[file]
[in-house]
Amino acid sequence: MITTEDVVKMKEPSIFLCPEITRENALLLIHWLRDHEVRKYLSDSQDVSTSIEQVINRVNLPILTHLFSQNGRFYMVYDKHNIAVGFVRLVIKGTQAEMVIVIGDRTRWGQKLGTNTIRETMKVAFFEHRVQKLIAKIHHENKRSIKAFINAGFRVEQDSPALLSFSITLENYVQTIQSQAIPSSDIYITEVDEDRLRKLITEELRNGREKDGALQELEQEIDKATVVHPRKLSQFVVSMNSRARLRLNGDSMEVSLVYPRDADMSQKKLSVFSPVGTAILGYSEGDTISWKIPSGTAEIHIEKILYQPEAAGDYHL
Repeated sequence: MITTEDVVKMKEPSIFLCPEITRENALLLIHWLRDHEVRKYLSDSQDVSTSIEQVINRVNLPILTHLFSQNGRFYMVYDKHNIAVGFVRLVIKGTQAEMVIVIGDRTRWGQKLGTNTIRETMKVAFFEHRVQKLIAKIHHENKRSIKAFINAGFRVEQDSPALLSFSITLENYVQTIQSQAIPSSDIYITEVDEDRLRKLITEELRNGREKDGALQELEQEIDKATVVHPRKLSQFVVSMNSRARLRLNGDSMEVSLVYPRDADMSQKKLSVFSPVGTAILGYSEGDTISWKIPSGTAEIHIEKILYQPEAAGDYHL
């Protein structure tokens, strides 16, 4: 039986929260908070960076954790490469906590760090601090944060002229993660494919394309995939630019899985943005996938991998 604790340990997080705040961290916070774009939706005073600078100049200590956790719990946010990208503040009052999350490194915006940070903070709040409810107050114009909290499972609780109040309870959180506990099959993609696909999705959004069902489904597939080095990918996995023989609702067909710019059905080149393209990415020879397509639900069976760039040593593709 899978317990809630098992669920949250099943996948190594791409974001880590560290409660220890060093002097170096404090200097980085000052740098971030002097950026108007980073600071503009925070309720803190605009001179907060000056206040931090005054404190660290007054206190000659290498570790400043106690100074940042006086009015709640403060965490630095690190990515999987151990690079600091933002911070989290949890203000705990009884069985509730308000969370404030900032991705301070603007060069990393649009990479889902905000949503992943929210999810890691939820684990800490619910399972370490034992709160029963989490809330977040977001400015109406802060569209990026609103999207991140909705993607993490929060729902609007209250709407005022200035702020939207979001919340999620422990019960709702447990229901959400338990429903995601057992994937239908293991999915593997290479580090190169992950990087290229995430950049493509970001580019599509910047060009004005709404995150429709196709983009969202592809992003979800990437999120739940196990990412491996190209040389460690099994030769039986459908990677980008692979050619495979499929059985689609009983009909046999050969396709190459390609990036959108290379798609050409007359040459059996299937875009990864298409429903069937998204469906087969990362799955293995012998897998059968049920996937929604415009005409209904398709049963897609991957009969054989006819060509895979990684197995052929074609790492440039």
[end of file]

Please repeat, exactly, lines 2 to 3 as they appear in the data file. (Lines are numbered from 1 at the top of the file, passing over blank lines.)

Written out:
Amino acid sequence: MITTEDVVKMKEPSIFLCPEITRENALLLIHWLRDHEVRKYLSDSQDVSTSIEQVINRVNLPILTHLFSQNGRFYMVYDKHNIAVGFVRLVIKGTQAEMVIVIGDRTRWGQKLGTNTIRETMKVAFFEHRVQKLIAKIHHENKRSIKAFINAGFRVEQDSPALLSFSITLENYVQTIQSQAIPSSDIYITEVDEDRLRKLITEELRNGREKDGALQELEQEIDKATVVHPRKLSQFVVSMNSRARLRLNGDSMEVSLVYPRDADMSQKKLSVFSPVGTAILGYSEGDTISWKIPSGTAEIHIEKILYQPEAAGDYHL
Repeated sequence: MITTEDVVKMKEPSIFLCPEITRENALLLIHWLRDHEVRKYLSDSQDVSTSIEQVINRVNLPILTHLFSQNGRFYMVYDKHNIAVGFVRLVIKGTQAEMVIVIGDRTRWGQKLGTNTIRETMKVAFFEHRVQKLIAKIHHENKRSIKAFINAGFRVEQDSPALLSFSITLENYVQTIQSQAIPSSDIYITEVDEDRLRKLITEELRNGREKDGALQELEQEIDKATVVHPRKLSQFVVSMNSRARLRLNGDSMEVSLVYPRDADMSQKKLSVFSPVGTAILGYSEGDTISWKIPSGTAEIHIEKILYQPEAAGDYHL